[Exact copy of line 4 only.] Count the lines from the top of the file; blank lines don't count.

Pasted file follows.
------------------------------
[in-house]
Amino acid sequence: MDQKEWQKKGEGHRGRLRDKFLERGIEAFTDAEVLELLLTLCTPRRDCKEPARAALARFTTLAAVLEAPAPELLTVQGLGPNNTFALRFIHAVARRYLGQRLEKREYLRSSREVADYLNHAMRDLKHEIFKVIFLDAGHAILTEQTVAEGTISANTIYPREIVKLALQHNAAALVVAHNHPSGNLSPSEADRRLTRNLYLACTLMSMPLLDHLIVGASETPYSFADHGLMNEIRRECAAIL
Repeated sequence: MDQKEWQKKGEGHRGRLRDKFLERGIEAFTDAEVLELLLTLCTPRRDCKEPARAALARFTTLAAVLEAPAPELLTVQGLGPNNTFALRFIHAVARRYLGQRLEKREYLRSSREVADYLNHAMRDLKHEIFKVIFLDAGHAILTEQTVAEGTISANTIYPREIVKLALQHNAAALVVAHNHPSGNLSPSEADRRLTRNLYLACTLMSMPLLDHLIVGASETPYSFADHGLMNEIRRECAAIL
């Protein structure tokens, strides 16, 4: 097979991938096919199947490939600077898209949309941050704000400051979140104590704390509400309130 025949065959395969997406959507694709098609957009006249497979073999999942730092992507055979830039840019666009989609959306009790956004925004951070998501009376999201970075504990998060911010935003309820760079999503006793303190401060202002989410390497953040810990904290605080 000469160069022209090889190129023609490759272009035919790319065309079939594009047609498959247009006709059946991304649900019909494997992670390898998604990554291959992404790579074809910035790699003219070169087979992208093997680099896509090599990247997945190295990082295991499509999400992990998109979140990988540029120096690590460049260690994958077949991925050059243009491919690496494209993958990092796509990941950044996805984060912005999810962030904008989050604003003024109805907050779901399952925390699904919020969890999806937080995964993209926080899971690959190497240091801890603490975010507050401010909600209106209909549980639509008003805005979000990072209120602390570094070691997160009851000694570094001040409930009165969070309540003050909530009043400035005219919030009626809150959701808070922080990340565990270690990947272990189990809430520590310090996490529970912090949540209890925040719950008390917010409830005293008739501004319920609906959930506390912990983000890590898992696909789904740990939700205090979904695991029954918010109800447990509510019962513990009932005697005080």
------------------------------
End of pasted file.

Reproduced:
């Protein structure tokens, strides 16, 4: 097979991938096919199947490939600077898209949309941050704000400051979140104590704390509400309130 025949065959395969997406959507694709098609957009006249497979073999999942730092992507055979830039840019666009989609959306009790956004925004951070998501009376999201970075504990998060911010935003309820760079999503006793303190401060202002989410390497953040810990904290605080 000469160069022209090889190129023609490759272009035919790319065309079939594009047609498959247009006709059946991304649900019909494997992670390898998604990554291959992404790579074809910035790699003219070169087979992208093997680099896509090599990247997945190295990082295991499509999400992990998109979140990988540029120096690590460049260690994958077949991925050059243009491919690496494209993958990092796509990941950044996805984060912005999810962030904008989050604003003024109805907050779901399952925390699904919020969890999806937080995964993209926080899971690959190497240091801890603490975010507050401010909600209106209909549980639509008003805005979000990072209120602390570094070691997160009851000694570094001040409930009165969070309540003050909530009043400035005219919030009626809150959701808070922080990340565990270690990947272990189990809430520590310090996490529970912090949540209890925040719950008390917010409830005293008739501004319920609906959930506390912990983000890590898992696909789904740990939700205090979904695991029954918010109800447990509510019962513990009932005697005080």